Here’s a great bullet point list of a lot of the challenges I deal with: Are You A Stealth Dyslexic?
I’m not going to say that the diagnosis of dyslexia is a panacea. But it’s meant a lot for me. As a writer, I’ve always harbored self-loathing because my editing sucks. My work is sloppy. My legal career was a constant fight against partners’ red pens. I was clinically lazy. I was lacking in common sense and a work ethic. I was dumb. I was a bad employee. I was a fraud.
I don’t feel that way now. Knowing I have dyslexia doesn’t suddenly make my spelling and editing better. It doesn’t make me more organized or able to schedule time sensitive things better. But knowing I have issues means I can tackle them with more patience and less self-loathing. I can forgive myself for cock ups. I can allow extra time for things that would have me flummoxed under pressure. And I can ask for help.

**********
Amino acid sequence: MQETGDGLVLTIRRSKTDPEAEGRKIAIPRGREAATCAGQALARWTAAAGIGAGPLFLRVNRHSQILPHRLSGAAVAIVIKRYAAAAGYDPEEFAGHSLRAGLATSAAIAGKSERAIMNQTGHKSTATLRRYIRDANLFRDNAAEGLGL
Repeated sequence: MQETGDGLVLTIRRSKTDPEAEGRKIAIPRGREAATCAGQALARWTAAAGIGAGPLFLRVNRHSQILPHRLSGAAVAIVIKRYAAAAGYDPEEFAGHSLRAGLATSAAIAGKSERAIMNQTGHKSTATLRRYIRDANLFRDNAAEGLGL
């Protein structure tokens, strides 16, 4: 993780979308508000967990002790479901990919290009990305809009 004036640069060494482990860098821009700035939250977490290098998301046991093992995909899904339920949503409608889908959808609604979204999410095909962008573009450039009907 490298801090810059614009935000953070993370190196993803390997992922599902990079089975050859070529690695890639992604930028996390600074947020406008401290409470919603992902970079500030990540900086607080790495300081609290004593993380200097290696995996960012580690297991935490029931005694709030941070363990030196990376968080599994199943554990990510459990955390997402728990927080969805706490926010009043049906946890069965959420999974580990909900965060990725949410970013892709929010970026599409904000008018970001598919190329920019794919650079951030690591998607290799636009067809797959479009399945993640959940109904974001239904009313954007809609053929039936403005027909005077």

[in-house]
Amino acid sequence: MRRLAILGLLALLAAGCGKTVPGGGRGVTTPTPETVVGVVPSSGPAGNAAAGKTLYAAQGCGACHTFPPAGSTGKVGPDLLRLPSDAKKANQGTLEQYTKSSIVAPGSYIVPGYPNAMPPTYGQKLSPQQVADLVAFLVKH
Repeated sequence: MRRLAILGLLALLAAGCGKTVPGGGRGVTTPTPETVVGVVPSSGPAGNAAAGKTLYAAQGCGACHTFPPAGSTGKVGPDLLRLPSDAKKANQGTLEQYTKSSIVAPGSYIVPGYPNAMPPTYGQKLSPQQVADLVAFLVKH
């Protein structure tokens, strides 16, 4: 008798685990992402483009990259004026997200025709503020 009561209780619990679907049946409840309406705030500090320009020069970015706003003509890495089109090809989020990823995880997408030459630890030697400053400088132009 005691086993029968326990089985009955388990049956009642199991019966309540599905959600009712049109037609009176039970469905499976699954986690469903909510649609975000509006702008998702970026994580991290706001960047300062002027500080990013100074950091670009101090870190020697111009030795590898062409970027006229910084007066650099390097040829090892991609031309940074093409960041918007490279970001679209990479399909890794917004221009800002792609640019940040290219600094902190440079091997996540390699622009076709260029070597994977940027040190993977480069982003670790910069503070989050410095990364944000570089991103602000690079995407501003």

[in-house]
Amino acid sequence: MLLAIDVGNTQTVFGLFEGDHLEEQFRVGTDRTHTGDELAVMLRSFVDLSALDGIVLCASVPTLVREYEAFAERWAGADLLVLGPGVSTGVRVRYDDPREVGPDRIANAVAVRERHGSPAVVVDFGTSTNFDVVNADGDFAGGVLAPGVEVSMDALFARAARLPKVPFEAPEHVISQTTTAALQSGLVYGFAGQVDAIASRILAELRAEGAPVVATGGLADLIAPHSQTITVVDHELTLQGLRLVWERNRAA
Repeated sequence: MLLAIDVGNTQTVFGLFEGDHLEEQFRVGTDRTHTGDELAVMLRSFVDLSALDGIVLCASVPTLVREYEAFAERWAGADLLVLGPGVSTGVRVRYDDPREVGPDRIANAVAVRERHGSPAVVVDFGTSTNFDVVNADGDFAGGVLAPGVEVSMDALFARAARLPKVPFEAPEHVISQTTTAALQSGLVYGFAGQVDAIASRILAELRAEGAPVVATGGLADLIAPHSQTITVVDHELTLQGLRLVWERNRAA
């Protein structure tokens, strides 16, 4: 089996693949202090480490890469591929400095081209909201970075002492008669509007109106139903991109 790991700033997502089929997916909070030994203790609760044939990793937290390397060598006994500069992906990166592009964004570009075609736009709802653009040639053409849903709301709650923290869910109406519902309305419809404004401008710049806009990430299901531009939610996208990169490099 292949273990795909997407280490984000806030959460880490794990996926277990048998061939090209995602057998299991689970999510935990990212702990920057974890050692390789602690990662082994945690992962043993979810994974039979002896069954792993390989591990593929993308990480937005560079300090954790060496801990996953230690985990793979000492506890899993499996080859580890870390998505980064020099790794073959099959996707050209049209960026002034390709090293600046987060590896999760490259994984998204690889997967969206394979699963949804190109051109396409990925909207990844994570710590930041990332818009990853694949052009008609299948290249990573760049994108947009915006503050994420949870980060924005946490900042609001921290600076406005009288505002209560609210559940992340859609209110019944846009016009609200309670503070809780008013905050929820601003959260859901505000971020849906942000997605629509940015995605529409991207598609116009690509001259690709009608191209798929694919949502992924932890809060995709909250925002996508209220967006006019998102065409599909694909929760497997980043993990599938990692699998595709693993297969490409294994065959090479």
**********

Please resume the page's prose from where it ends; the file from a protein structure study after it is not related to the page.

I do that now. I ask for help. Automated call systems are my nemeses. I can memorize a lot of things, but my problems with auditory processing, passwords and long strings of numbers make paying bills online and over the phone a total bitch. I push wrong numbers and have to start over and then get anxious and then feel stupid. I forget passwords. I can’t do the “I’m Not A Robot” test on the first try. So I push zero as many times as I have to in order to get to a human being. And I tell them I’m dyslexic and together we solve my problem.
The world is not going to bend to my will. I know that. But I also know that I’m charismatic and persuasive. And whatever I can use to my advantage, I will. It’s not manipulation. It’s survival. At the end of the day, that’s the goal. And maybe just a little peace. Or, as I am wont to write, peas.